Taking these themes are her tools, Sarah has participated in service projects and social justice initiatives in her local community in Louisiana as well as in her college community. From working as a volunteer at the University Hospital ER, to community beautification projects in Labadieville, LA, to leading an event called “Pope-yes” that created a space for students to discuss migration and watch the Pope’s launch of the Caritas “Share the Journey” Campaign, Sarah has done it all.
But that’s not all, Sarah has also been an active member of Catholic Relief Services on campus. Through CRS she has organized fair trade tables at Xavier’s University Center and organized immigration talks on campus. Most recently, Sarah has decided to take her passion for service to the global level, organizing a partnership with Honduras Outreach Incorporated. This partnership has culminated in the first ever mission trip at Xavier, that will have 20 students going to Honduras in May of 2018.
2017: Mary Grace Donohoe
“Christ calls us in the Beatitudes to be peacemakers—not just to exist in peaceful societies—[and that] is transformative,” says Mary Grace. About to complete a degree in International Relations and Religious Studies at Stonehill College in Massachusetts, Mary Grace is on fire about her faith, service, and being a peacemaker in her daily life.
This year’s awardee served on a water-production project with HOPE, Stonehill’s service immersion program in Chacraseca, Nicaragua, where she created a structure that was locally-staffed to empower the community and ensure the project’s sustainability. Working and living alongside migrant farm workers in Apopka, Florida, Mary Grace was inspired by their generosity and courage, saying, “There is a tremendous amount of strength that you don’t really see in many communities when your your life isn’t on the line for your children, your job, or for your family.” Most recently, Mary Grace worked as an administrative assistant at Bridge Women’s Support Center in Queens, New York, where she connected low-income families with food and shelter resources. Read more about our most recent awardee.
2016: Brandon Turner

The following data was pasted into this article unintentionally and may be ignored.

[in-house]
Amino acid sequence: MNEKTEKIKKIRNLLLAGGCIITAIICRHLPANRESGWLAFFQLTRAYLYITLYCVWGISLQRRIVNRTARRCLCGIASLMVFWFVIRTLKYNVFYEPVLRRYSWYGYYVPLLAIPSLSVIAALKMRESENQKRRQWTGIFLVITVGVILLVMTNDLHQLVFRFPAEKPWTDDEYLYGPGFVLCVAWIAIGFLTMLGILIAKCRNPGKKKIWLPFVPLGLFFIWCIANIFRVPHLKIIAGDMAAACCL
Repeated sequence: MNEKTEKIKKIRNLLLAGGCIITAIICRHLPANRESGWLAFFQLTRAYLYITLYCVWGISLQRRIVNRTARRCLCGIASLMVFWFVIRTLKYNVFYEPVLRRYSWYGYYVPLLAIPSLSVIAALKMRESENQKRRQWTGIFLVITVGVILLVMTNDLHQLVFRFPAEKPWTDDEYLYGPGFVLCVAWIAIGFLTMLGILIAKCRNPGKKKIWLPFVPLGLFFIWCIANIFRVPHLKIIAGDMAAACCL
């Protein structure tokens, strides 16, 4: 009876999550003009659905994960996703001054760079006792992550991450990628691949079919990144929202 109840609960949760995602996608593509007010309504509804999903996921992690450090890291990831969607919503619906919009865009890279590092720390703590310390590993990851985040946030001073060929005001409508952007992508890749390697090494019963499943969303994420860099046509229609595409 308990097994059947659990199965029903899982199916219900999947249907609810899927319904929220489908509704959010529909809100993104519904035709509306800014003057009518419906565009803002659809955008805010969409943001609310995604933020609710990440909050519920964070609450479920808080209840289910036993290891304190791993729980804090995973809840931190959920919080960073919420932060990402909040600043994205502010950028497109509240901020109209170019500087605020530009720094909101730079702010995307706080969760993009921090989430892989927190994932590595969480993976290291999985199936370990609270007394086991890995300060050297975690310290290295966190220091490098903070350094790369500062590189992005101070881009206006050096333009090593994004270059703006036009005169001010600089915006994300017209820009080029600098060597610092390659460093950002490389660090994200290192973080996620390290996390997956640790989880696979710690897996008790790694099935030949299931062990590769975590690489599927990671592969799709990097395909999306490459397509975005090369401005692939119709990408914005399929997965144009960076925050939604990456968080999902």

“My prayer and faith life intersect with my commitment to Catholic Social Teaching because it answers the ‘why.’ Why must we respect the dignity of the human person? Why must we step up to protect the mistreatment of workers? Faith has taught me that in doing so, we imitate and carry on the mission of Christ,” shared Brandon, a senior accounting major at St. John’s University in New York.In 2015, he was chosen as the St. John’s University representative at the Catholic Social Ministries gathering. Brandon is also a musician, and currently coordinates music at multiple churches in his area. For Brandon, this giving attitude and willingness to help wherever he’s needed is part of his nature. “Taking full advantage of the metropolitan and global opportunities St. John’s offers, Brandon has traveled the globe to learn, to serve, and to be an advocate,” said one of Brandon’s mentors. While at St. John’s, Brandon has participated in many service trips, including one to Lourdes, France, as well as a trip to an indigenous Ngobe community.
2015: Emma Laut
“I know that there will always be evil in this world, and through my experiences in service and social change I will never un-see it,” says this senior biology major from Marian University in Indianapolis. “However I am also confident that I am empowered by God’s love and my faith fuels my ability to bring change.” She has worked for this change in her local community as a food fellow at Growing Places Indy, a research intern at Institute for Green and Sustainable Science, as a social justice retreat leader for campus ministry, and active member of the Catholic Worker community. She has recorded over 400 community service hours during her time at Marian.
In addition to leading others alternative break trips to the Navajo community in New Mexico, she has participated in several herself, in addition to a mission trip to Guatemala. One of her mentors describes her as an “inviter” and a “builder” who goes beyond her comfort zone, meets people where they are, and encourages a culture of service. One of her peers says that “Through her simplicity and truly genuine nature, Emma brings joy to all those who surround her.” Read more about EmmaSee Posts about the San Damiano Award